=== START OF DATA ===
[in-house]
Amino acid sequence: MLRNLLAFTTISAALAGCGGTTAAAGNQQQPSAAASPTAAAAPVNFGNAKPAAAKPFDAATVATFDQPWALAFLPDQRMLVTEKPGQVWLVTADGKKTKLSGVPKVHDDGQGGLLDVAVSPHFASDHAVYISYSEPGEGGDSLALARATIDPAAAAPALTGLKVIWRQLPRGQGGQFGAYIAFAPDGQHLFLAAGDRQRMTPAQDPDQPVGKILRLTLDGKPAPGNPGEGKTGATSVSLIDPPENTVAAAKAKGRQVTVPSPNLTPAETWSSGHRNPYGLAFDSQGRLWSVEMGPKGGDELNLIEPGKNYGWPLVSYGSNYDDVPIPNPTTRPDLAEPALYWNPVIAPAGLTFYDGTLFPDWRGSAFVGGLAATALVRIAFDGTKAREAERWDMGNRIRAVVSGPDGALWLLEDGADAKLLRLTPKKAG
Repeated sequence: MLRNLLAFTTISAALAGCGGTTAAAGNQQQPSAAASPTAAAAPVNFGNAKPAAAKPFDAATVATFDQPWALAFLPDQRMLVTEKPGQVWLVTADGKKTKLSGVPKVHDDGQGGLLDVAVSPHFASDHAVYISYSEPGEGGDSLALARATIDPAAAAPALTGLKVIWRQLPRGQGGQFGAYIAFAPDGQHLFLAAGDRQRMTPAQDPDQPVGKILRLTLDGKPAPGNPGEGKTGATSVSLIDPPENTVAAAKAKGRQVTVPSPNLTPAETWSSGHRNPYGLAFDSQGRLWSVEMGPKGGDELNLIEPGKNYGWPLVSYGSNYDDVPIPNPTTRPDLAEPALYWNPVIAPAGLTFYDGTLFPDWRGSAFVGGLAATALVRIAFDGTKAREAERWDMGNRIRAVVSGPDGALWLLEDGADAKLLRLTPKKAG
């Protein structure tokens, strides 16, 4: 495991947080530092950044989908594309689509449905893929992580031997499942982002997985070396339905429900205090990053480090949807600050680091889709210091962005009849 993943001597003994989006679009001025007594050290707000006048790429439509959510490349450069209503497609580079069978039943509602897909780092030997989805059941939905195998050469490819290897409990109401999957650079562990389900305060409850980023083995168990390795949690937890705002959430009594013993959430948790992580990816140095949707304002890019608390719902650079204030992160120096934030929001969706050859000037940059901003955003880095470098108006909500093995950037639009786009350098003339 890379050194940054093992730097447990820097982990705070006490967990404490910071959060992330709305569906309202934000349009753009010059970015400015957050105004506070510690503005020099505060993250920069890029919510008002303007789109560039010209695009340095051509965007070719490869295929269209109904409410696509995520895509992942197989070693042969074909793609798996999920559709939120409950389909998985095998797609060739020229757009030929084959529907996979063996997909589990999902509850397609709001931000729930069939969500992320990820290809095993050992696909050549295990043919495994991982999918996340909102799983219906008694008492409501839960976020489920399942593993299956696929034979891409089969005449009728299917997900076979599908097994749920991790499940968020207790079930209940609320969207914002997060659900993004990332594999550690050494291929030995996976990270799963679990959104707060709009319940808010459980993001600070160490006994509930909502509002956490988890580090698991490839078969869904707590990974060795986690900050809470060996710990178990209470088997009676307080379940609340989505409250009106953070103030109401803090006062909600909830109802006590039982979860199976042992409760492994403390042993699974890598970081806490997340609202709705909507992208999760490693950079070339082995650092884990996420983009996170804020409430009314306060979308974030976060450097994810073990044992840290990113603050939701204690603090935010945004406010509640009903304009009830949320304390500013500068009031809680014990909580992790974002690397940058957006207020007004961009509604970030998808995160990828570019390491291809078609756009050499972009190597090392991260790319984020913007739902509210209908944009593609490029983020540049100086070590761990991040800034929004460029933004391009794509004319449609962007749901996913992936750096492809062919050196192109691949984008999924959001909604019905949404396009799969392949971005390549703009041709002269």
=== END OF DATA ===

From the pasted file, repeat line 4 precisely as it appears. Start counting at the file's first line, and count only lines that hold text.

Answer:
């Protein structure tokens, strides 16, 4: 495991947080530092950044989908594309689509449905893929992580031997499942982002997985070396339905429900205090990053480090949807600050680091889709210091962005009849 993943001597003994989006679009001025007594050290707000006048790429439509959510490349450069209503497609580079069978039943509602897909780092030997989805059941939905195998050469490819290897409990109401999957650079562990389900305060409850980023083995168990390795949690937890705002959430009594013993959430948790992580990816140095949707304002890019608390719902650079204030992160120096934030929001969706050859000037940059901003955003880095470098108006909500093995950037639009786009350098003339 890379050194940054093992730097447990820097982990705070006490967990404490910071959060992330709305569906309202934000349009753009010059970015400015957050105004506070510690503005020099505060993250920069890029919510008002303007789109560039010209695009340095051509965007070719490869295929269209109904409410696509995520895509992942197989070693042969074909793609798996999920559709939120409950389909998985095998797609060739020229757009030929084959529907996979063996997909589990999902509850397609709001931000729930069939969500992320990820290809095993050992696909050549295990043919495994991982999918996340909102799983219906008694008492409501839960976020489920399942593993299956696929034979891409089969005449009728299917997900076979599908097994749920991790499940968020207790079930209940609320969207914002997060659900993004990332594999550690050494291929030995996976990270799963679990959104707060709009319940808010459980993001600070160490006994509930909502509002956490988890580090698991490839078969869904707590990974060795986690900050809470060996710990178990209470088997009676307080379940609340989505409250009106953070103030109401803090006062909600909830109802006590039982979860199976042992409760492994403390042993699974890598970081806490997340609202709705909507992208999760490693950079070339082995650092884990996420983009996170804020409430009314306060979308974030976060450097994810073990044992840290990113603050939701204690603090935010945004406010509640009903304009009830949320304390500013500068009031809680014990909580992790974002690397940058957006207020007004961009509604970030998808995160990828570019390491291809078609756009050499972009190597090392991260790319984020913007739902509210209908944009593609490029983020540049100086070590761990991040800034929004460029933004391009794509004319449609962007749901996913992936750096492809062919050196192109691949984008999924959001909604019905949404396009799969392949971005390549703009041709002269």